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(CNN) — Donkeys amble down the small alleyways, passing through doors and under low arches, and abruptly braying at tourists who are scared around corners. Residents, on the other hand, continue on their way without being disturbed.
Conversations in Arabic, Syriac, Armenian, Kurdish, Torani, Turkish, and Aramaic, an old Semitic language that was originally thought to have been used by Jesus, can be faintly heard reverberating off of the ancient stone walls that surround the area.
Mardin is a city in southeast Turkey that has a rich history that can be seen around every corner. This history dates back thousands of years.
Once upon a time, the town of Mardin was a part of Mesopotamia, which is an area that is encompassed by the Euphrates and the Tigris rivers. When viewed from above, the town’s sparkling white and gold buildings form a line of terraces built on a hill that looks across the plains to what is now Syria.
Mardin has a complicated history due to its location at a crossroads where great civilizations like as the Sumerians and Babylonians rose to prominence.
Mardin is filled to the brim with historical sites and cultural attractions at every turn.
Nearly everyone has, at one point or another, been a proud owner of Mardin real estate. Between the years 150 BCE and 250 CE, it was inhabited by Nabataean Arabs; nevertheless, by the 4th century CE, it had developed into an important Syriac Christian settlement that had been created by the Assyrians. The next people to arrive were the Romans and the Byzantines.
The Seljuk Turks attempted to claim it as their own in the 11th century, but their efforts were foiled when the Artuqid Turkomans arrived in the region in the 12th century.
This dynasty, which had its roots in northern Iraq (the region now known as Diyarbakir in Turkey), was successful in maintaining its rule for three hundred years until the Mongols came along and took over. They were ultimately succeeded by a kingdom that was composed of Turkomans from Persia.
Surprisingly, there was still a Christian population residing in the town when the Ottoman sultan Selim the Grim acquired control of it in the year 1517. Due to the city’s long history of religious and ethnic coexistence, Mardin exudes an ambiance and character that is all it’s own.
Mardin is a bustling and energetic town where the past continues to live on in the present, despite the fact that it has ancient credentials.
Take for example Krklar Kilisesi, one of the seven Syriac Orthodox churches, which is also known as Mor Behnam. The Church of the Forty Martyrs, as it is known in English, was first built in 569 C.E., but it got its name when the relics of 40 martyrs were brought here in 1170. The original construction date was 569 C.E.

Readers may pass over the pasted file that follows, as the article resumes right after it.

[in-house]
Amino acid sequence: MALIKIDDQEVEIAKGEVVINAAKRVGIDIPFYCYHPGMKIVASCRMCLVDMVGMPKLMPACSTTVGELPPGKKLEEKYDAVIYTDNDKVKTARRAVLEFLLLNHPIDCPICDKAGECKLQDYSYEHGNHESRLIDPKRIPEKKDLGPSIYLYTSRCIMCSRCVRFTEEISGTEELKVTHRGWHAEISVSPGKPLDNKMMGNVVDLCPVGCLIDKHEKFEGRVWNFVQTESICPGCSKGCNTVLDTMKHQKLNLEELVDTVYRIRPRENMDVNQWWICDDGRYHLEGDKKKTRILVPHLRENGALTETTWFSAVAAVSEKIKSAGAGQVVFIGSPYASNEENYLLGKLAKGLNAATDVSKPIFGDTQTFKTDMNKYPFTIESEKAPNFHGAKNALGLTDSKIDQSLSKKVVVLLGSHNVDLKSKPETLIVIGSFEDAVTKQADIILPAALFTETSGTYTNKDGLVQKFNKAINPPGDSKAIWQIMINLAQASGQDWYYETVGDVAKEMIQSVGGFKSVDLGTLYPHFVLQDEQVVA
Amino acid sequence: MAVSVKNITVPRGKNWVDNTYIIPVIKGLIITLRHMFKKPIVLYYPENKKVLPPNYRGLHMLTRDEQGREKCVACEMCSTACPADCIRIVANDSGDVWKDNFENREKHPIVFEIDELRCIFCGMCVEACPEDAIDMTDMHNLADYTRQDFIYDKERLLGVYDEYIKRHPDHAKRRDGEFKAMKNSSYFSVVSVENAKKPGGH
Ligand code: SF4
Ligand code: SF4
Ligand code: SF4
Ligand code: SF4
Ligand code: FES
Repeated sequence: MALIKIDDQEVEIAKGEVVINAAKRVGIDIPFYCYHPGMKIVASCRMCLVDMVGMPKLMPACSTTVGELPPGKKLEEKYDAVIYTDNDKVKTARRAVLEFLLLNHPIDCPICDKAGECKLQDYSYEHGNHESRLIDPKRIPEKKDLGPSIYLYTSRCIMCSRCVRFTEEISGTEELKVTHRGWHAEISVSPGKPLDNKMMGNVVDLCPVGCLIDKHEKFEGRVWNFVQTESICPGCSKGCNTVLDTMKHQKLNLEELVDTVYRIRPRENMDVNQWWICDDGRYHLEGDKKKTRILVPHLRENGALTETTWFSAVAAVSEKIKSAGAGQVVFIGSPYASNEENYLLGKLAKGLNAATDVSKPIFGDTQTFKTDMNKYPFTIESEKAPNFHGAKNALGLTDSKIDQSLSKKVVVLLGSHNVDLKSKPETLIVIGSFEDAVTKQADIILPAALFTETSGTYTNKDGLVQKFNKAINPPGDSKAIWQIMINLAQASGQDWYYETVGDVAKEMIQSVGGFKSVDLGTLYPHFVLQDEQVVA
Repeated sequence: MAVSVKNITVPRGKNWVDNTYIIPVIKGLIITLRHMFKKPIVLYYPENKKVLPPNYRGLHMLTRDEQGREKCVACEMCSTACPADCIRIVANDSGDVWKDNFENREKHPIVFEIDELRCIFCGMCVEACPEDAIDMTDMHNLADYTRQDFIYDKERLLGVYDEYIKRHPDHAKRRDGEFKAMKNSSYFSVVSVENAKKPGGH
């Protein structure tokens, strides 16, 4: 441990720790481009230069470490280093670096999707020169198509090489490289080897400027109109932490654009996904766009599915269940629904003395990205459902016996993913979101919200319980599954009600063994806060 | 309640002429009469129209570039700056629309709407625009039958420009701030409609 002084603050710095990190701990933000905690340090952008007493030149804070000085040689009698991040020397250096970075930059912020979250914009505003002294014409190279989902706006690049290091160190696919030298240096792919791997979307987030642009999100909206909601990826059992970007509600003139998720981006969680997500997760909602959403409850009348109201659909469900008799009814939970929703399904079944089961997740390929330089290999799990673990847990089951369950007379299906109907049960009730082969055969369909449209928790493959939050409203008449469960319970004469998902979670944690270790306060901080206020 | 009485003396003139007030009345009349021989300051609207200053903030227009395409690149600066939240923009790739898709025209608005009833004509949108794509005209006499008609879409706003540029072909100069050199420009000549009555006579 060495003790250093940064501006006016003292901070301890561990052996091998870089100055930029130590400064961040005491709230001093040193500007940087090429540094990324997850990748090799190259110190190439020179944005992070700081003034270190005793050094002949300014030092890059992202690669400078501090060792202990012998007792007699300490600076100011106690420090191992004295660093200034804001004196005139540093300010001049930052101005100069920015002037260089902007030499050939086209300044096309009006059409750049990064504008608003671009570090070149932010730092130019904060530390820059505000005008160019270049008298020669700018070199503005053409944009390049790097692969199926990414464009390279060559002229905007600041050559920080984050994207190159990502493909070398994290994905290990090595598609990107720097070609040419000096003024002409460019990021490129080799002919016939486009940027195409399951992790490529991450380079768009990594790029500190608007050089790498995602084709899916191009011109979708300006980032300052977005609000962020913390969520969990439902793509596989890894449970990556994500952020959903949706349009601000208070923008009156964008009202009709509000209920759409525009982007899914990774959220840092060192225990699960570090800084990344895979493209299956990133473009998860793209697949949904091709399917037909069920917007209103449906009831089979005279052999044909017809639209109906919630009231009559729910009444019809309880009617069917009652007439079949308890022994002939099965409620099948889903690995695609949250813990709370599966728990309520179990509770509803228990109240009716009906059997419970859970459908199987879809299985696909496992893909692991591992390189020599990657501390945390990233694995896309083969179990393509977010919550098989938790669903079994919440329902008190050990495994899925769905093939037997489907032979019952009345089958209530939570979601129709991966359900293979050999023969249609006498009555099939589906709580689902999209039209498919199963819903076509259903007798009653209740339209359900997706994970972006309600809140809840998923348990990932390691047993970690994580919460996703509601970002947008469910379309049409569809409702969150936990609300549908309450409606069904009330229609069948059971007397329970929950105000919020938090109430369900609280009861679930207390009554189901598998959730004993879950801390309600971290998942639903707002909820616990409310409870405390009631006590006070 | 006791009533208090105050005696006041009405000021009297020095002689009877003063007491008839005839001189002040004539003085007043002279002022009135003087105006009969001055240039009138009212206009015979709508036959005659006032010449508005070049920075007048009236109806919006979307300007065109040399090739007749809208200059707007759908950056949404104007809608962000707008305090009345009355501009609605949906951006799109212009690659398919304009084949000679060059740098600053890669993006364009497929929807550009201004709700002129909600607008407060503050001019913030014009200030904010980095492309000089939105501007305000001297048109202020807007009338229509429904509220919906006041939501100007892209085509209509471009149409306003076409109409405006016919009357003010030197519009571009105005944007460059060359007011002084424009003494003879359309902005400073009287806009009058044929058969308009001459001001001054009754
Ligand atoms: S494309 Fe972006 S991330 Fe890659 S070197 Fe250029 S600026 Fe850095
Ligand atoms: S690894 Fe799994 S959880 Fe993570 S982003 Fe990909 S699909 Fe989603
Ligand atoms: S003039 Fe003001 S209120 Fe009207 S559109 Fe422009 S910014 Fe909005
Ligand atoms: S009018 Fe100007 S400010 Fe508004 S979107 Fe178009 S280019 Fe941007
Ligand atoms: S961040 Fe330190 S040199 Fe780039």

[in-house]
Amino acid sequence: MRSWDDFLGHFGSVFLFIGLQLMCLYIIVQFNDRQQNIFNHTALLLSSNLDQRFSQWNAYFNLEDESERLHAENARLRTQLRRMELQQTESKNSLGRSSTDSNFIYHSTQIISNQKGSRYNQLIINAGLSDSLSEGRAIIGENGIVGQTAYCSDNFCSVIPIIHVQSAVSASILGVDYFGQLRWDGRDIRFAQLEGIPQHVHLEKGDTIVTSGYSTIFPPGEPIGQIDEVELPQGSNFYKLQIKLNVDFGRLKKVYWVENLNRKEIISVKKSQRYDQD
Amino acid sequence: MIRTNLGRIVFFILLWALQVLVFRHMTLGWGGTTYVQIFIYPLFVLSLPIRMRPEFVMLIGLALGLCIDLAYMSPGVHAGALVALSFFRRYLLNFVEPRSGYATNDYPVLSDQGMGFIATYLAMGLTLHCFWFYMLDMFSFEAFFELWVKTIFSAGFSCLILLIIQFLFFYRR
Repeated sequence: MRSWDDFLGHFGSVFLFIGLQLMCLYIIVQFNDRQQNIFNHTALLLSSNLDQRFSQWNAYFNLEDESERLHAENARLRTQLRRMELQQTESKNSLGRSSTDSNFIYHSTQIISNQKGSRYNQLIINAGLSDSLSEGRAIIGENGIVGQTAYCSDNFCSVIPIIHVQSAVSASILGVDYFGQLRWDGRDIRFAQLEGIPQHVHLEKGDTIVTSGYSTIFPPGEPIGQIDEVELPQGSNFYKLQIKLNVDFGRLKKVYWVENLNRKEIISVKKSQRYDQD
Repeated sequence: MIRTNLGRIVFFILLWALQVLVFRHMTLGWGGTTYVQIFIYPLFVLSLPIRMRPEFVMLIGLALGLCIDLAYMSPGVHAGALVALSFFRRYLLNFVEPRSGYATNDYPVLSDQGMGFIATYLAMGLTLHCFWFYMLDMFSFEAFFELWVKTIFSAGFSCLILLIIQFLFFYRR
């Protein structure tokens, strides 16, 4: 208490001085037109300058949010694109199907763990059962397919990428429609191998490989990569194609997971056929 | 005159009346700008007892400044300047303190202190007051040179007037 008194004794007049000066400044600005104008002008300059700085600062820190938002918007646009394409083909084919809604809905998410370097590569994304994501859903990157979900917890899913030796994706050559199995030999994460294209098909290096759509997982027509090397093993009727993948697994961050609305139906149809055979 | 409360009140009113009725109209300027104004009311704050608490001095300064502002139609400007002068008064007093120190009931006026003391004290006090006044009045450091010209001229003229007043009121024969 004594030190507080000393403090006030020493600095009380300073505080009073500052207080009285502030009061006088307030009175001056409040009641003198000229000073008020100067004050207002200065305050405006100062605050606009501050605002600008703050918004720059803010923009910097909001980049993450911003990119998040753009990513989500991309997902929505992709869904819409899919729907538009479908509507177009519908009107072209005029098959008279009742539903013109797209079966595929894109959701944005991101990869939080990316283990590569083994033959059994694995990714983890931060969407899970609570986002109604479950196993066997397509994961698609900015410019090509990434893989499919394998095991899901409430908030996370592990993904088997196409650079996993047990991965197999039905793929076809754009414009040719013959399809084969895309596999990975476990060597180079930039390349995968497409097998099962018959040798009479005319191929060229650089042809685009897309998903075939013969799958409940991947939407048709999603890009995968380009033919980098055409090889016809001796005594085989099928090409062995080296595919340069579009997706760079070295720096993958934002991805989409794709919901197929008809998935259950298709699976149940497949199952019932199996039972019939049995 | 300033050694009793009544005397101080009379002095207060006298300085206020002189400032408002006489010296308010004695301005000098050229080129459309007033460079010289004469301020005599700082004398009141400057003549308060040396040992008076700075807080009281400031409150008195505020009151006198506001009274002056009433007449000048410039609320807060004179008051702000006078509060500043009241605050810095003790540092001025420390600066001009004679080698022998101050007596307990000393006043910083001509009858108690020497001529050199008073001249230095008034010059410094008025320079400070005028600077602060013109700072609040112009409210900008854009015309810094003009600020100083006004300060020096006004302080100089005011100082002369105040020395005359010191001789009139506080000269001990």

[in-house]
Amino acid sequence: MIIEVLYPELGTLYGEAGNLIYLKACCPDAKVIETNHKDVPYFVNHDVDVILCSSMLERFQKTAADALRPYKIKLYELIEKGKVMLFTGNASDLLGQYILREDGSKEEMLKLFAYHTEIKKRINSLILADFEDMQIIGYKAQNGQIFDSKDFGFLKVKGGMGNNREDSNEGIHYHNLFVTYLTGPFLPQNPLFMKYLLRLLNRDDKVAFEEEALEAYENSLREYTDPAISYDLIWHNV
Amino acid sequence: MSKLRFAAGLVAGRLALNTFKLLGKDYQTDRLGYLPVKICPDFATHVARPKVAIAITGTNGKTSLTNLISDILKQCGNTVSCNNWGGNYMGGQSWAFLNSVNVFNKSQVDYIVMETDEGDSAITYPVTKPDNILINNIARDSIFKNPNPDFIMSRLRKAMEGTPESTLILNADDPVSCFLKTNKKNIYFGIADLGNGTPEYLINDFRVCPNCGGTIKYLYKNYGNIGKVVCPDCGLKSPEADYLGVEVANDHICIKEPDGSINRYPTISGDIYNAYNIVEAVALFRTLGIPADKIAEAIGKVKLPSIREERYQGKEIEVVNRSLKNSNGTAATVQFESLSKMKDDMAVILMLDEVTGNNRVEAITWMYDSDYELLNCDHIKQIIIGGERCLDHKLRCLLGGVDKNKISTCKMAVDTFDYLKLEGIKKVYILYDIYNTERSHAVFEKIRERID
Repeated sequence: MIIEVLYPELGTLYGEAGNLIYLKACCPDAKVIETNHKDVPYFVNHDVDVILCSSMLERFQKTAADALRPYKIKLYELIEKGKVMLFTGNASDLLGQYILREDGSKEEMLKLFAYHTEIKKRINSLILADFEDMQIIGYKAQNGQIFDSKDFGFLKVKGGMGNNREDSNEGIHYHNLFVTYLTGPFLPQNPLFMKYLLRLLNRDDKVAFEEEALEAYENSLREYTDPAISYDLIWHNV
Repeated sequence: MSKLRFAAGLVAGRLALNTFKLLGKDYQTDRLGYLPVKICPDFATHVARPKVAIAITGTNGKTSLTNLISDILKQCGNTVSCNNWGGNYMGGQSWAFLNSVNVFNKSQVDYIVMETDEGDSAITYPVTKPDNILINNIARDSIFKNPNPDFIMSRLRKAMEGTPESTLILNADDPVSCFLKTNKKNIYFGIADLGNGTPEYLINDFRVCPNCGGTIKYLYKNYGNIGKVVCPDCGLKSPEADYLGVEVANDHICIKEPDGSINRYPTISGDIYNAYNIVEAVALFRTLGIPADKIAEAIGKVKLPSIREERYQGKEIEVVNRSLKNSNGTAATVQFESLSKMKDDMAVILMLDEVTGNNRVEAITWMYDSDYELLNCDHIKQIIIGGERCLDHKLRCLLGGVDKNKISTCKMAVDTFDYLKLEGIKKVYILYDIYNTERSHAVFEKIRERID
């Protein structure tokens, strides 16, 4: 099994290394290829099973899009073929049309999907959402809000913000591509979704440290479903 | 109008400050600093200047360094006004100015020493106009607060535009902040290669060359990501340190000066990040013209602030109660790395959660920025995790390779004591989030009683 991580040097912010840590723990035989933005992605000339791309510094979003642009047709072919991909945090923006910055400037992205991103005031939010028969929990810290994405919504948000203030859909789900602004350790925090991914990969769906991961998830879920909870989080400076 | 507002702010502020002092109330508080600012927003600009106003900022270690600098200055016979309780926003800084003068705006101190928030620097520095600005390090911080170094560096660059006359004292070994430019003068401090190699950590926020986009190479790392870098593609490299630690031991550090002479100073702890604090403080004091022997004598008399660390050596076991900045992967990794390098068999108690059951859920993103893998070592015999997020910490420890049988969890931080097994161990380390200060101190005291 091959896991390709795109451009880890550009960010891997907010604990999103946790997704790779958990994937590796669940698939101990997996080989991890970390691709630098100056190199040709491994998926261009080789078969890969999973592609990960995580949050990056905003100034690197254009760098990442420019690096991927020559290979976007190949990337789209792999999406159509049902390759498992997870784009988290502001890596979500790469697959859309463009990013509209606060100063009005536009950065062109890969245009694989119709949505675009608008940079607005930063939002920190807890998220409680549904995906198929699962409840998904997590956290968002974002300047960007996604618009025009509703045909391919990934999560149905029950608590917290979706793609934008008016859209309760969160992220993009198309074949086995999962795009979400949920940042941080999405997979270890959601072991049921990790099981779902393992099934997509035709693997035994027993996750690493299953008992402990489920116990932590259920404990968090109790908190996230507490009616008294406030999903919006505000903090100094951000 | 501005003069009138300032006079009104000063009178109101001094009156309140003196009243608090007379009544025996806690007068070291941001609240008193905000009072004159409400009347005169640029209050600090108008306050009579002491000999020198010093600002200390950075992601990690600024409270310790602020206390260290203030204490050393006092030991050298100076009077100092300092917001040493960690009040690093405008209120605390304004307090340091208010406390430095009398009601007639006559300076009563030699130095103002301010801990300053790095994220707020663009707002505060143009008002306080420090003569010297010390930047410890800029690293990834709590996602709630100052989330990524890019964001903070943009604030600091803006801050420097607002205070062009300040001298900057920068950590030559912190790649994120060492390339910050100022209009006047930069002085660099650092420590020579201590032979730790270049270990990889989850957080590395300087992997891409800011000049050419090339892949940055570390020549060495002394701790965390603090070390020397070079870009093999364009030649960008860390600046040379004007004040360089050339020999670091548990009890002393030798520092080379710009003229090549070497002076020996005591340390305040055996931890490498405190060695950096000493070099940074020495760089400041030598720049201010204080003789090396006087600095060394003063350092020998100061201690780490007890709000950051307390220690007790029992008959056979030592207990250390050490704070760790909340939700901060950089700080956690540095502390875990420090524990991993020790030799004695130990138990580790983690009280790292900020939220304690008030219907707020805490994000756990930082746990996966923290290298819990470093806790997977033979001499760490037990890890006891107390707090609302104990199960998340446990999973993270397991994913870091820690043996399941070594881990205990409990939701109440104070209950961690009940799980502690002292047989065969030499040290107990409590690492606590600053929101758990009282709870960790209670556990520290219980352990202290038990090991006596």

In terms of architecture, the church is a model of uncomplicated elegance. On the outside, there is a beautiful bell tower that has a dome and is crowned with a cross. It is located in a rectangular courtyard that is surrounded by golden stone walls. Inside, Aramaic Christians continue to observe their centuries-old practice of holding weekly services. This practice has not been interrupted in well least 700 years.
The ruler of the serpents
While paintings of the Shahmaran grace the shop windows, the Mardin Protestant Church, which was established by American believers more than 150 years ago and was closed for nearly 60 years, is now home to a vibrant congregation. The church was built more than a few blocks away.
The term Shahmaran originates from Persian, and it refers to a legendary creature that is half-woman and half-snake. Since the word’shah’ can also mean ‘queen,’ and mark refers to snakes, the Shahmaran was also known as the Queen of the Snakes. She is said to have resided in Mardin, according to the legend of Anatolia.
In stark contrast to the solemn appearance of the churches, the Abdullatif Mosque, which was built in 1371, features ornate ornamentation.
It is difficult to believe that the two massive gateways are built out of one solid piece of stone because of the intricate carvings on them. The main point is a recess that features a stalactite sculpture, and the stonework that surrounds it features both vertical and horizontal patterns.
The initial location of the Syriac Orthodox Patriarchate was the monastery known as Deyrulzafaran, which translates to “House of Saffron.”
The mosque, which was constructed during the Artuqid era, is a magnificent example of Artuqid-era architecture. The Zinciriye Medresesi, a theological school that was built in 1385, is another. An impressive entryway with fine stonework can be found in the seminary, which is also known as sa Bey Medresesi after the most recent Artuqid Sultan. The stone domes atop the rooftops have ribbing that gives the appearance that they are floating in midair. The path through the gorgeous gardens leads to a modest mosque that has a mihrab niche that has ornate carvings in it and points in the direction of Mecca.